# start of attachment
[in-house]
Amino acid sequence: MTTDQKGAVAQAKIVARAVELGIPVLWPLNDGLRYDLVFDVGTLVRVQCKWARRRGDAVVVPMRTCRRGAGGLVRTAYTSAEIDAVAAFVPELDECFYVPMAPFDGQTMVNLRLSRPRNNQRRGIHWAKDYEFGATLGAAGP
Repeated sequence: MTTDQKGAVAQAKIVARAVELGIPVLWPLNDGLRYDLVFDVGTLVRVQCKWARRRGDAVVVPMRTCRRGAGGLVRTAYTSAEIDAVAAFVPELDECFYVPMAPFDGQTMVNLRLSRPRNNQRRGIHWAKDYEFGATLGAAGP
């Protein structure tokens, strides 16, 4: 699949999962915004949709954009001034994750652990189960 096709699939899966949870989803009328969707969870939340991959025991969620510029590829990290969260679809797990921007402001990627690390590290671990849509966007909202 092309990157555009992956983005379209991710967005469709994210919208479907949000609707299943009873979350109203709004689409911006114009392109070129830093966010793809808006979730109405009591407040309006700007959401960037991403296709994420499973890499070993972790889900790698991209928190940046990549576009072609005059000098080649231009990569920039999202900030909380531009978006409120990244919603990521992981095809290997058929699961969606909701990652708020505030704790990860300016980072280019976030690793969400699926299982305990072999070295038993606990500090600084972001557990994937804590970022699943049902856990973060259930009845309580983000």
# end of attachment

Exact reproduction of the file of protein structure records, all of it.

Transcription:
[in-house]
Amino acid sequence: MTTDQKGAVAQAKIVARAVELGIPVLWPLNDGLRYDLVFDVGTLVRVQCKWARRRGDAVVVPMRTCRRGAGGLVRTAYTSAEIDAVAAFVPELDECFYVPMAPFDGQTMVNLRLSRPRNNQRRGIHWAKDYEFGATLGAAGP
Repeated sequence: MTTDQKGAVAQAKIVARAVELGIPVLWPLNDGLRYDLVFDVGTLVRVQCKWARRRGDAVVVPMRTCRRGAGGLVRTAYTSAEIDAVAAFVPELDECFYVPMAPFDGQTMVNLRLSRPRNNQRRGIHWAKDYEFGATLGAAGP
């Protein structure tokens, strides 16, 4: 699949999962915004949709954009001034994750652990189960 096709699939899966949870989803009328969707969870939340991959025991969620510029590829990290969260679809797990921007402001990627690390590290671990849509966007909202 092309990157555009992956983005379209991710967005469709994210919208479907949000609707299943009873979350109203709004689409911006114009392109070129830093966010793809808006979730109405009591407040309006700007959401960037991403296709994420499973890499070993972790889900790698991209928190940046990549576009072609005059000098080649231009990569920039999202900030909380531009978006409120990244919603990521992981095809290997058929699961969606909701990652708020505030704790990860300016980072280019976030690793969400699926299982305990072999070295038993606990500090600084972001557990994937804590970022699943049902856990973060259930009845309580983000």